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COVID-19 RULES

Italy extends Covid outdoor mask rules and nightclub closures for ten days

Italy's government has extended several Covid restrictions that were due to expire on Monday, according to Italian media reports.

Italy's outdoor mask mandate has been extended.
Italy's outdoor mask mandate has been extended. Photo by Miguel MEDINA / AFP

Following an agreement reached by ministers on Monday afternoon, the country’s outdoor mask mandate will now be extended until at least February 10th, according to a report in the Il Messaggero newspaper citing unnamed government sources.

Nightclubs and dance bars, which had been due to reopen from the start of February, will remain closed until the same date, reports news agency Ansa.

The decision was reportedly approved at a cabinet meeting held on Monday afternoon with the intention of reviewing the expiring rules.

These included the requirement to wear masks outdoors in Italy’s lowest-risk ‘white’ zones, as well as a ban on outdoor parties, nightclubs and dance venues that was introduced shortly before Christmas in an effort to battle the country’s soaring infection rates.

Italian news outlets had widely predicted that the rules would be extended for at least another two weeks. 

As of Monday evening, there were no reported changes to incoming rules scheduled to enter into force from February 1st, some of which had also been up for review at the same cabinet meeting.

READ ALSO: Italian government to decide changes to Covid restrictions on Monday

These include a reduction in the validity of Italy’s ‘super green pass’ Covid health certificate, which is now required to access most services and venues in the country, from nine to six months.

Those who had their booster early could see their pass expire in the coming days or weeks – an issue which primarily affects healthcare workers, who were among the first to be vaccinated with a third dose from September.

The apparent absence of any such extension also raises questions about how the new rules will affect foreign tourists from countries which began administering booster shots earlier than Italy, such as the US.

With no fourth dose available, the Italian government is reportedly reconsidering the cut to validity..

It looks likely that ministers will decide to either keep the validity period at nine months, or even to extend it indefinitely for those who have had a booster, according to reports in Italian media on Monday.

The ‘super green pass’, or its equivalent in the form of a foreign-issued vaccination certificate, is currently required to use public transport, enter hotels and restaurants, access tourist and cultural sites, or to go to the cinema, sports stadiums, or concerts.

Other items still up for review include long-discussed changes to the country’s four-tiered system of coronavirus risk ‘zones’, which was not updated this week and looks increasingly likely to be scrapped; and steps to simplify the “cacophony” of rules on managing the health situation in schools in Italy, which Ansa says “is creating difficulties not only for the school system but also for millions of families”.

The government is expected to hold discussions throughout this week before publishing a new decree containing further changes on Thursday.

For more information about Covid-19 restrictions in Italy please see the Italian health ministry’s website (available in English).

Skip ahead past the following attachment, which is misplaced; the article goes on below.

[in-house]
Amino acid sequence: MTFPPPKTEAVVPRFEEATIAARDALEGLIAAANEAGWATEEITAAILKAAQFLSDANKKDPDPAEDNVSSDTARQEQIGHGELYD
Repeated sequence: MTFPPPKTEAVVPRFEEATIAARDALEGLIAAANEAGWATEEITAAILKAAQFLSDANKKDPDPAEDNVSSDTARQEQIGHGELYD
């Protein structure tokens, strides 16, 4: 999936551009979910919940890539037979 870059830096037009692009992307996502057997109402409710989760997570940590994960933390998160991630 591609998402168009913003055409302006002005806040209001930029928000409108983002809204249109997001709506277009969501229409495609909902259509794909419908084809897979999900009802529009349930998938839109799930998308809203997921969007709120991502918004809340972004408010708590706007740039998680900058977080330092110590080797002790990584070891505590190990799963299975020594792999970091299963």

COVID-19 RULES

Masks to remain mandatory on Italian flights after May 16th

It will still be obligatory for passengers to wear masks on flights to Italy until mid-June, despite the end of the EU-wide requirement on Monday, May 16th, the Italian government has confirmed.

Masks to remain mandatory on Italian flights after May 16th

The Italian government reiterated on Friday that its current mask-wearing rules remain in place until June 15th, reports newspaper Corriere della Sera.

This means the mask mandate will still apply to all air passengers travelling to or from Italy, despite the end of an EU-wide requirement to wear masks on flights and at airports across the bloc from Monday.

READ ALSO: Reader question: What type of mask will I need for travel to Italy?

National regulations take precedence, the European Union Aviation Safety Agency (EASA) and European Centre for Disease Prevention and Control (ECDC) confirmed when announcing the end of the EU rules.

“Wearing face masks at airports and inflight should be aligned with national measures on wearing masks in public transport and transport hubs,” they said in a joint statement published on May 11th.

READ ALSO: Why are so many Italians still wearing face masks in shops?

“If either the departure or destination States require the wearing of face masks on public transport, aircraft operators should require passengers and crew to comply with those requirements inflight, beyond 16 May 2022.

“Further, as of 16 May 2022, aircraft operators, during their pre-flight communications as well as during the flight, should continue to encourage their passengers and crew members to wear face masks during the flight as well as in the airport, even when wearing a face mask is not required”.

The Spanish government also said on Thursday that air passengers would have to continue wearing face masks on planes.

Italy’s current rules specify that higher-grade FFP2 masks should be worn on all forms of public transport, including buses, trams, regional and high-speed trains, ferries, and planes.

Though rules were eased in some settings from May 1st, masks also remain a requirement until June 15th at Italy’s cinemas and theatres, hospitals and care homes, indoor sporting event and concert venues, schools and universities.

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